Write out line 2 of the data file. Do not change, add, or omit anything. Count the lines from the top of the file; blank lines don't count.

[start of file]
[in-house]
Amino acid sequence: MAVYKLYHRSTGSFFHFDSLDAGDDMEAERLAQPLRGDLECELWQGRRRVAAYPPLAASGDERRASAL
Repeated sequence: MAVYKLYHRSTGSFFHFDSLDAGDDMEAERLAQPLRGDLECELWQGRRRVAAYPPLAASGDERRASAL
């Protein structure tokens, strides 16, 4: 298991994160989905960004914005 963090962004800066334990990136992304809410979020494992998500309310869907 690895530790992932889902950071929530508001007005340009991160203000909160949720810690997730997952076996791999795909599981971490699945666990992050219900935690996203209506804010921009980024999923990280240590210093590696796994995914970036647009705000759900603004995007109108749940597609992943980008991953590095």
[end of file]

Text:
Amino acid sequence: MAVYKLYHRSTGSFFHFDSLDAGDDMEAERLAQPLRGDLECELWQGRRRVAAYPPLAASGDERRASAL